Museums and kids are a tricky mix. They enjoy some parts but not others, so balance is absolutely vital to a successful visit. On our recent London trip we threw caution to the wind and decided to go for broke, declaring Day 3 to be Museum Day. One Day, Three Museums, and we threw in a Harry Potter Shop stop for good measure.
First stop was Kings Cross Station to visit the Harry Potter Shop at Platform 9 3/4. We queued for 15 minutes to get into the shop (Crazy, I KNOW) and then found everything to be exorbitantly priced. The shop is based on Ollivander’s in the books/films so it’s very atmospheric. You can buy all the Harry Potter bits and pieces you
never wanted- the books, scarves, t-shirts, wands (starting at £28) and Bertie Bott’s Every Flavour Beans (great fun but mostly hideous tasting). We purchased a wand pen (£12.50 and isn’t just a wand it’s a pen too) and a Hedwig Keyring (£6), as well as the jelly beans. Ciaran was disappointed that there were no chocolate frogs for sale (we later saw them in Hamley’s for £5). The wait for the photo opportunity at that stage was one hour so we declined and said we would return. We returned the following evening late and still had to queue for almost an hour to get the photos taken running into platform 9 3/4 by the professional photographers. You can also take your own, and they give you props – a wand and your choice of house scarf. The photos came out really well and we decided to buy them, as they had a deal of 3 for £20. You also get a download code where you can download them within 14 days, we lost it til after the 14 days had expired though.
There were three museums that we were interested in visiting in London. With three kids in tow we were never going to do any of them justice so the aim was to see a few items of interest in each and move on, box ticked, kids educated.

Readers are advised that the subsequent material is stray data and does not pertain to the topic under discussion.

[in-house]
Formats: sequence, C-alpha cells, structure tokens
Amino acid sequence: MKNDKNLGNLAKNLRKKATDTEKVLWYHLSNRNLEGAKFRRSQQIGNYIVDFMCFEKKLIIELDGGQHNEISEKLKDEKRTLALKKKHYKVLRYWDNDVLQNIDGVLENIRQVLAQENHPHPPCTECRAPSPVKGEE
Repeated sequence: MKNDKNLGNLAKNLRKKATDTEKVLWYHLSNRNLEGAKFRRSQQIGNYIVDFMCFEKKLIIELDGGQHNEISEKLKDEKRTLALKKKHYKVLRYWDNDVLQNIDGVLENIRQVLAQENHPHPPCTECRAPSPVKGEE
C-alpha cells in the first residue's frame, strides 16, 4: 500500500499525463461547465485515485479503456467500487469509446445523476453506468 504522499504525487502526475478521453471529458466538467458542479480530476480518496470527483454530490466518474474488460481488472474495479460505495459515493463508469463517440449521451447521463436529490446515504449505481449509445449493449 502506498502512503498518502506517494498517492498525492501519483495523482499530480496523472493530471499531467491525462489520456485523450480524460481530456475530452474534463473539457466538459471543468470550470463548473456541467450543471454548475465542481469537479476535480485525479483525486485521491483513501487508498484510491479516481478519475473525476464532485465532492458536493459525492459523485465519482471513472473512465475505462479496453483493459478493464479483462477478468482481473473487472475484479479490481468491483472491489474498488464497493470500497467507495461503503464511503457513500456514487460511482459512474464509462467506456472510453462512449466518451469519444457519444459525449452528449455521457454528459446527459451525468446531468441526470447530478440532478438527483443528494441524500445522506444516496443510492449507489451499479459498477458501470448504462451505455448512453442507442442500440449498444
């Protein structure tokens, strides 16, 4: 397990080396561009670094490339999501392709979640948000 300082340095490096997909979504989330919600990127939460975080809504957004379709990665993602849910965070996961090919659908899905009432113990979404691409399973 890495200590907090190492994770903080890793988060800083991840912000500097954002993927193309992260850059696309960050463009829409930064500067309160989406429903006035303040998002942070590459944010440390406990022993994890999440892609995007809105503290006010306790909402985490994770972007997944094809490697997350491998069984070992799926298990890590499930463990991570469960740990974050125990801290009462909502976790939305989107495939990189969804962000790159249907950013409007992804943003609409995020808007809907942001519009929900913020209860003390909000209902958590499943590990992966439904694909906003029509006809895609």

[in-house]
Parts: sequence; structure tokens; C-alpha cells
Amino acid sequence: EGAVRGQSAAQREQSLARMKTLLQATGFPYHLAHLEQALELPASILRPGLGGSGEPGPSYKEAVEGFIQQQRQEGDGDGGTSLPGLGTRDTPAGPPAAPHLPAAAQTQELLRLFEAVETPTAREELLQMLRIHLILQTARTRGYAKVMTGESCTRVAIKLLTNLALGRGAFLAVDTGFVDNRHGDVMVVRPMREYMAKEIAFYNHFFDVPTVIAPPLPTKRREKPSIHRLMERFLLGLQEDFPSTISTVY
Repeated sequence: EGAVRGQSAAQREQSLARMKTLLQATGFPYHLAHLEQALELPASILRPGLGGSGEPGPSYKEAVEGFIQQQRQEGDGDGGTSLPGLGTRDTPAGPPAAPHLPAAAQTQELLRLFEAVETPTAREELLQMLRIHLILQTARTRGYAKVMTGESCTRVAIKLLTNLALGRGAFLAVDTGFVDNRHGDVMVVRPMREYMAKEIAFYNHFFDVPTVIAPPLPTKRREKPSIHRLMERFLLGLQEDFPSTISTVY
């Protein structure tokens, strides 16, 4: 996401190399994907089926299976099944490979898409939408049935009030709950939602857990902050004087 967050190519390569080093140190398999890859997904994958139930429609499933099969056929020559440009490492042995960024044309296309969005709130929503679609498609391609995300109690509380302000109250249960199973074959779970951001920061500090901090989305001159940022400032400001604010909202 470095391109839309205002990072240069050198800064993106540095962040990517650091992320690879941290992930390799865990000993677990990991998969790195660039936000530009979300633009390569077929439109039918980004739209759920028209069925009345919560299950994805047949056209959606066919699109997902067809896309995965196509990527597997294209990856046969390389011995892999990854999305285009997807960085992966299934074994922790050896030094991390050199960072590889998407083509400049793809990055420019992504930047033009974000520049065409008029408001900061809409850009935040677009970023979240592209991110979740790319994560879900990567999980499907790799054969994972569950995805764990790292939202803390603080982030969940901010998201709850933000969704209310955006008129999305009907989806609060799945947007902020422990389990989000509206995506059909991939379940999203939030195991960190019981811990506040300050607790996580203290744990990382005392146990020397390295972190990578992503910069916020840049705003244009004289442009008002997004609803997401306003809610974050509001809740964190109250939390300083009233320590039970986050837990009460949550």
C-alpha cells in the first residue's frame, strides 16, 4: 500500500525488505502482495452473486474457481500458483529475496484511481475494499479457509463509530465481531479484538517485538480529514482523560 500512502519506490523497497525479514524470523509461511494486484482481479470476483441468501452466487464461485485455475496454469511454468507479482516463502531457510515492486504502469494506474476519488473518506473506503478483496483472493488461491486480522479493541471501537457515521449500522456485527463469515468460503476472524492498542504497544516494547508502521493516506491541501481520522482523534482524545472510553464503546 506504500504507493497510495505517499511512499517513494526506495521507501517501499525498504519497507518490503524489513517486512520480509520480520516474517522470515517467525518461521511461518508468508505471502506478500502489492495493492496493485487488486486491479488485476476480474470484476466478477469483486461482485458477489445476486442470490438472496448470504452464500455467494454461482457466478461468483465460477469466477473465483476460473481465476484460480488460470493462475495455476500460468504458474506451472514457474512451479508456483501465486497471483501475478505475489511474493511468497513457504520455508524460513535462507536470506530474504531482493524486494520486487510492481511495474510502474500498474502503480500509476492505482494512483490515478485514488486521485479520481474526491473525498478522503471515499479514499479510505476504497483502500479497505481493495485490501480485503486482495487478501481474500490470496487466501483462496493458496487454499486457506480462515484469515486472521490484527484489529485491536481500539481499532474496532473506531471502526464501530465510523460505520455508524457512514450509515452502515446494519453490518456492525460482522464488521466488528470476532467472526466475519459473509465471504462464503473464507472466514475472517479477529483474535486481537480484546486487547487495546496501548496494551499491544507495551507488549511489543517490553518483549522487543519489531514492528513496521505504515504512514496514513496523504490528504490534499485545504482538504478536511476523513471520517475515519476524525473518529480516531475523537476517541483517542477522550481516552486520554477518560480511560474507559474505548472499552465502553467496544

The boys had seen a programme about mummies in the British Museum so they were top of our list when we got there. After that, whether we say anything elese was a bonus. Ciaran wanted to see the Easter Island statue and we also got to look at lots of big statues, the likes of which they would never have seen before. They loved running around the building but the crowds were oppressive near the mummies. The lunch in the canteen was good, and the kids enjoyed the kids’ meals, the fancy adult sandwiches were excellent too and it wasn’t too busy.
We got the Tube from there to Kensington and decided to visit the Natural History Museum first. The Queen’s Gate entrance is the easiest access to the Mammals and Dinosaurs section, which is what we were most interested in (and we were told that the queues there are much shorter). The Whale Hall was magnificent and the kids really enjoyed a game about the evolution of the horse. The Dinosaur exhibit was very impressive, particularly the animatronic T- Rex which Laoise was mesmerised by and cried (wailed) when we eventually left it to go see other things. The place was very busy when we were there so we only visited those two sections, but vowed to come back at a quieter time when we could see more.
Right next door to the Natural History Museum if you come out the Exhibition Road entrance is the Science Museum. Cathal’s eyes were out on sticks at the ground floor energy exhibits and he really wanted to see the Robots exhibit but it was sold out when we were there. The Space zone on the ground floor was the best in our opinion with a mock up lunar module and rockets, and a good exhibit on life in space. We noticed that the technology in the exhibits was starting to show its age but the kids didn’t really notice. The kids had lots of fun (including going missing!) in the Materials Gallery too.
All in all, museum day was a big success, everyone saw what they really wanted to see and the only complaints were that we didn’t get to spend longer in each place. A return visit is planned to each museum.
There is no entrance fee to any of the museums but a voluntary donation is encouraged.
To read more about our London City Break with Kids check out the links below: